By Dawn Cranfield
Michael Bublé, I Love Your Voice, but Shut up Already!
I have been a fan of Michael Bublé’s from the first time I heard him sing “Save the Last Dance for Me”; the Canadian crooner had a fan. Within weeks of listening to the hit song being overplayed on the radio, I purchased two of his CD’s. His voice filled was the only one I listened to each day as I made my round trip to work each day, and I downloaded songs to my MP3 player for my cool down after my runs.
For years, I have enjoyed listening to him belt out remakes of songs popularized by the smooth sophisticated voices of other singers, and I have rarely been disappointed. Last Christmas I even purchased his latest CD dedicated to some of the most standard holiday hits I have loved since childhood. I have
I had often opined I would enjoy seeing the seemingly polished, erudite international entertainer in concert, until the unspeakable happened. So, what would make my acoustic love affair seemingly come to a screeching halt?
While listening to one of the music applications on my phone one day, I had selected “Michael Bublé radio” and a song came on. It was a live version; not bad, I thought to myself as I selected the little hand symbol indicating I liked the song. As the song came to an end, Michael started to speak to his live audience, “Please, please,” he said over thundering applause, his voice taking on a strange accent that I always like to the Count from Sesame Street when I repeat the story, “You love me too much.” My love affair was over.
Something in me simply wants entertainers to do their job and to entertain; I want a singer to sing, an actor to act, and authors to write. I have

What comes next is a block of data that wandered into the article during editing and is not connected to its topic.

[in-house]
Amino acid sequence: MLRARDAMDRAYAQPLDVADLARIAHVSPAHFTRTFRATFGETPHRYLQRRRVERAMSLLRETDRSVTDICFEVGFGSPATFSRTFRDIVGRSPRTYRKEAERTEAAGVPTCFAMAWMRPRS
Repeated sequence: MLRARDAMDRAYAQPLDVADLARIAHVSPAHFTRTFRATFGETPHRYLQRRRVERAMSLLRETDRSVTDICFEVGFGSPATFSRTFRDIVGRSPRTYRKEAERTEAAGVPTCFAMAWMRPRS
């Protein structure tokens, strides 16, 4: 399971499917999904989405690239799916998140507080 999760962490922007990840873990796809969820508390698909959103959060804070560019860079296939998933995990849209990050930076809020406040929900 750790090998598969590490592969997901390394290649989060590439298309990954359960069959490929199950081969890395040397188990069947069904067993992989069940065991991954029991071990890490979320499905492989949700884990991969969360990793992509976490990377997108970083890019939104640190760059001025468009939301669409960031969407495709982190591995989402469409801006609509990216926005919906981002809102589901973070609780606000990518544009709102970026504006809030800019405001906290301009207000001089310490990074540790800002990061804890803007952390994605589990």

no desire to know what they do in their free time; from their personal relationships, their children, their sexual orientation, or their political affiliations. I do not seek the information out, and when I find out in a peripheral manner, such as glancing through the news and a story catches my eye, it can stretch from mild disinterest to bitter disappointment.
When I was in my early 20’s, I was enamored of a song by a band called Pretty Boy Floyd; so I bought their cassette, Leather Boyz with Electric
Toyz. I had no idea what they looked like until I saw the case; I was bitterly disillusioned and could no longer listen to my favorite song of the day. They wore more makeup than I had ever worn in my life, and most of them were prettier than I was at that time. No more Pretty Boy Floyd.
Last year I was flipping through the television channels while staying at a hotel one night; there was an HBO special on about a great new band I had been enjoying, Kings of Leon. I watched the special with an open mind, I thought. It was interesting, to say the least; I was delighted to learn the group took the name Leon after the members’ grandfather. However, I was less delighted by many of their manners and later some of the things I learned they said about their fans at a concert at The Knitting Factory in Reno, NV. The negative feelings reverberate through my mind every time I hear one of my favorite songs by them now.
Perhaps, I judge too harshly; I really do not wish for you to shut up, Michael, and I am truly happy for your success. Maybe you could just be a little more humble.